pine nut

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Related to pinon nut: Pignoli nuts

pine nut

or

piñon

(pĭn`yən, pē`nyōn), edible seed of various species of pinepine,
common name for members of the Pinaceae, a family of resinous woody trees with needlelike, usually evergreen leaves. The Pinaceae reproduce by means of cones (see cone) rather than flowers and many have winged seeds, suitable for wind distribution.
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 trees. Among the North American species that bear such edible seeds are the nut pines or piñons, Pinus edulis and P. monophylla, and the Digger pine, P. sabiniana, named after the Diggers of California. The nuts have a thin red-brown shell and range in size from about 3-4 in. (1.91 cm) to about 1 1-2 in. (3.75 cm). Pine nuts, or Indian nuts, were an important food for some early Native Americans and are still harvested in quantity both for food and for trading. They are picked from the ground, taken from squirrel caches, or extracted by hand from the cones. Some pine stands are in danger of depletion because insufficient seeds are left for reproduction. Pignolia nuts are the seeds of P. pinea of S Europe, where they are cultivated and much used for food. Quantities are exported to be used salted and in confectionery. Seeds of numerous other European and Asian pines are gathered under many local names. The name pignolia is often applied to all pine nuts and vice versa.
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pine nut

[′pīn ‚nət]
(botany)
The edible seed borne in the cone of various species of pine (Pinus), such as stone pine (P. pinea) and piñon pine (P. cembroides var. edulis).
McGraw-Hill Dictionary of Scientific & Technical Terms, 6E, Copyright © 2003 by The McGraw-Hill Companies, Inc.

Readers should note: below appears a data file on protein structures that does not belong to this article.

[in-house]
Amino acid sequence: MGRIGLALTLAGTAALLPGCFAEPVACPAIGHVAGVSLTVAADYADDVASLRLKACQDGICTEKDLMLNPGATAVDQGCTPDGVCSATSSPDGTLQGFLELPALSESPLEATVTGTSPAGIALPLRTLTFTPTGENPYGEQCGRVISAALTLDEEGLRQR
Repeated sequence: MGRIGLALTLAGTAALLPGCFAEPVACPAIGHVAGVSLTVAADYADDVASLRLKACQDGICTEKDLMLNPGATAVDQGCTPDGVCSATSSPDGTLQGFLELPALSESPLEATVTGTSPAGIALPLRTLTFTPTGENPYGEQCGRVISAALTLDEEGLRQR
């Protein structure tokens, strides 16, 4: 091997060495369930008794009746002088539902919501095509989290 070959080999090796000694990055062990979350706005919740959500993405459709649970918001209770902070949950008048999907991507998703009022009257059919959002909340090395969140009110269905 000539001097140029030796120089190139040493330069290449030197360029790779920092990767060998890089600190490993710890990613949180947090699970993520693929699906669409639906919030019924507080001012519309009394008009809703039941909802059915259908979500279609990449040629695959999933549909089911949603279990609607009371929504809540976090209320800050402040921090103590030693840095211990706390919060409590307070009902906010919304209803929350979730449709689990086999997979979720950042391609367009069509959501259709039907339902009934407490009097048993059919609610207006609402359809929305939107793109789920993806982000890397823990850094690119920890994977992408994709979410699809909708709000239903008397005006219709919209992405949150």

References in periodicals archive ?
mail-order treasures of the Northwest and the Southwest From glistening pink-fleshed salmon, earthy mushrooms, and blueberry preserves to assertive salsa, rich pinon nuts, and green chili pasta, the food staples of the Northwest and Southwest are as distinctive as their regions of origin.
I can get a good variety of chillis, lima beans and pinon nuts. I choose carefully, and don't order perishable stuff.
Scrub, pinon, and Steller's jays, along with Clark's nutcrackers, all cache pinon nuts for winter food.
According to oral tradition, pinon nuts were a basic food of the earliest Tewa and Navajo ancestors.
The utilization of Pinus edulis seeds--also called pinon nuts, pine nuts, and Indian nuts--has declined dramatically since its peak in the 1930s.
Four generations of Tanners have provided dry goods in trade for jewelry, weavings, and other items produced by the Navajo people, and Ellis Tanner has long served as a broker for pinon nuts gathered by tribe members and sold worldwide in specialty grocery stores.